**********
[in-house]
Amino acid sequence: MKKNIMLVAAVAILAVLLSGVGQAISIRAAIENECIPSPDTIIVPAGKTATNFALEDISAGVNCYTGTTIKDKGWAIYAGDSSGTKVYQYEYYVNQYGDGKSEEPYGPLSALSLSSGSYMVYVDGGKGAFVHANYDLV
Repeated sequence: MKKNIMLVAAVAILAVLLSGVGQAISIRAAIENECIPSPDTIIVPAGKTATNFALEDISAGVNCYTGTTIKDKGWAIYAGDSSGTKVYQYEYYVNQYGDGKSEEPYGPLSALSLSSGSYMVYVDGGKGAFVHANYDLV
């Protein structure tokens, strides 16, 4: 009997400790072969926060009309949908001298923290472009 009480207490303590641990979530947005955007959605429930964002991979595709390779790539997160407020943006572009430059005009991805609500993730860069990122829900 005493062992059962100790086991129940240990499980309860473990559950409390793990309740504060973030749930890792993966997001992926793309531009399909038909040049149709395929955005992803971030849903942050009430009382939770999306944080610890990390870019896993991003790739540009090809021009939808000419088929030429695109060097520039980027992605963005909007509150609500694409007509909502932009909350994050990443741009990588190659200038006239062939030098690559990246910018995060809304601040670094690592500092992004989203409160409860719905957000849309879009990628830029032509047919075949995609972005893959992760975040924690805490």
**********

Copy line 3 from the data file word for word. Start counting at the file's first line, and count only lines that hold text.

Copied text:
Repeated sequence: MKKNIMLVAAVAILAVLLSGVGQAISIRAAIENECIPSPDTIIVPAGKTATNFALEDISAGVNCYTGTTIKDKGWAIYAGDSSGTKVYQYEYYVNQYGDGKSEEPYGPLSALSLSSGSYMVYVDGGKGAFVHANYDLV